Here’s a simple question. When was the last time I made Jessica laugh?
Last week? Last month? Get a grip. It was six or seven years ago. April Fool’s Day to be precise.
The day my beloved daughter ‘fell downstairs’ and I was on the point of rushing her to A&E.
Until she leapt to her feet. Laughing her head off.
Now she’s a teenager? Simple. I make a joke; my daughter sneers. Slightly more predictable than the sun rising.
Tom’s a little better. But not much.
The occasional joke about Man Utd’s midfield may make him smile. But only because he’s a Liverpool supporter.
(Have I ’fessed up to that one before? I have sired a Manchester United supporter and someone who thinks Jamie Carragher is intelligible. Was there ever a greater failure of parenting?)
A brief examination of Tom’s bedroom reveals a plethora of comedy DVDs – and I assume that’s just the tip of the iceberg.
He certainly won’t have confined his illegal downloads to Jason Bourne.
But his dad’s sense of humour? No thanks. Not really. Has he even got one?
But it’s not all doom and gloom. Far from it.
Ladies and gentlemen, please put your hands together and welcome onstage my youngest son.
There are a million reasons why I love Ben. But front and centre is his sense of humour.
He’s 14 – and of course his sense of humour tends to the sarcastic.
And yes, I shall absolutely take a savage battering over the next few years.
But it also matches my sense of humour, and I absolutely love that. For this relief much thanks…
His favourite is Whose Line Is It Anyway? I claim full credit.
“You’ll enjoy this,” I said one day, introducing him to John Sessions, Mike McShane and Josie Lawrence.
A slightly double edged sword. I couldn’t get any work done for the next three months as he sat in the corner of the dining room cackling at YouTube.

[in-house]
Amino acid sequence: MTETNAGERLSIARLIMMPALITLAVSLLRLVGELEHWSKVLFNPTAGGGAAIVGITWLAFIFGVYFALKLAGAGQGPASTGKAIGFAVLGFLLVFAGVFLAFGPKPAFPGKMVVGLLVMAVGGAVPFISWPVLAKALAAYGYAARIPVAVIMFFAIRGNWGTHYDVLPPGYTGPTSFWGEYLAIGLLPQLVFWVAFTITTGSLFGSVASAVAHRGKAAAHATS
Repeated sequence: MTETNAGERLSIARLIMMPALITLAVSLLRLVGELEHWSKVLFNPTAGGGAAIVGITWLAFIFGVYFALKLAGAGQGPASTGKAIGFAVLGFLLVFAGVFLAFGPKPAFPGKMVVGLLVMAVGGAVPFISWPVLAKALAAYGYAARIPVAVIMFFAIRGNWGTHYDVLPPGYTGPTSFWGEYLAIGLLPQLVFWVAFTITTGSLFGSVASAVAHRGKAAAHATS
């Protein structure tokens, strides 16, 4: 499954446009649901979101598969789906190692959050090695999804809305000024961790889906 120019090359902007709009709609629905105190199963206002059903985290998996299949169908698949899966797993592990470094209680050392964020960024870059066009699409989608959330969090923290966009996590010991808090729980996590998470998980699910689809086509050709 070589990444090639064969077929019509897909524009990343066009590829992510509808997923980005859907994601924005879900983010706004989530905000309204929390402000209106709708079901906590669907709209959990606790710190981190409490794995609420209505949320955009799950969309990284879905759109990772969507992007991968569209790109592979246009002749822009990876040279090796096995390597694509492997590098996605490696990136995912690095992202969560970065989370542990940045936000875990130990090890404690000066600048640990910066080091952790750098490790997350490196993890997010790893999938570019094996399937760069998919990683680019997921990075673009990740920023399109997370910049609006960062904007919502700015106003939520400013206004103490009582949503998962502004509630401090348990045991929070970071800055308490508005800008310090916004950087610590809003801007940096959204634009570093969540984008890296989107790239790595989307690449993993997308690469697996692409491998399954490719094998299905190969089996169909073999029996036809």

“Phew,” we said, when he announced the end of the final series.
“Oh,” we said when he discovered the American version.
And apparently the American improv crossed the pond quite well.
There he sat for another three months laughing like a drain.
And when that version ended he’d forgotten the jokes from the British series…
He’s stayed loyal. I’ve sung the praises of Fawlty Towers and he’s tried a brief flirtation with Blackadder, but if he wants a really good laugh it’s always Whose Line…
“Dad, I’ve something to tell you,” he announced as we set off on Sunday’s dog walk.
“I’ve discovered a new series of Whose Line is it Anyway?”
“That’s brilliant. Where? Send me the link will you?”
“No, it’s not one I’ve missed. It’s new. The American people have made a new series.”
“No it isn’t. They’re old.”
“Well, we’re all older…”
“But they shouldn’t have done it. There comes a time when it’s too late. When you’re just not funny any more.”
Was he looking at me when he said that?
Was Ben gently hinting that my jokes were firmly mired in the Stone Age?
Especially now Jessica has been safely delivered to university and there’s just the two of us to entertain Jane at the dinner table.
There’s another small matter about Jessica going to uni.
We no longer have a teenage daughter in the next bedroom.
No more sly glances and feigned polite enquiries.
“I heard a noise last night. Was everything alright...”
My wife is looking remarkably attractive and there’s six years of sex to catch up on. Come to think of it, I may not have the energy for making jokes…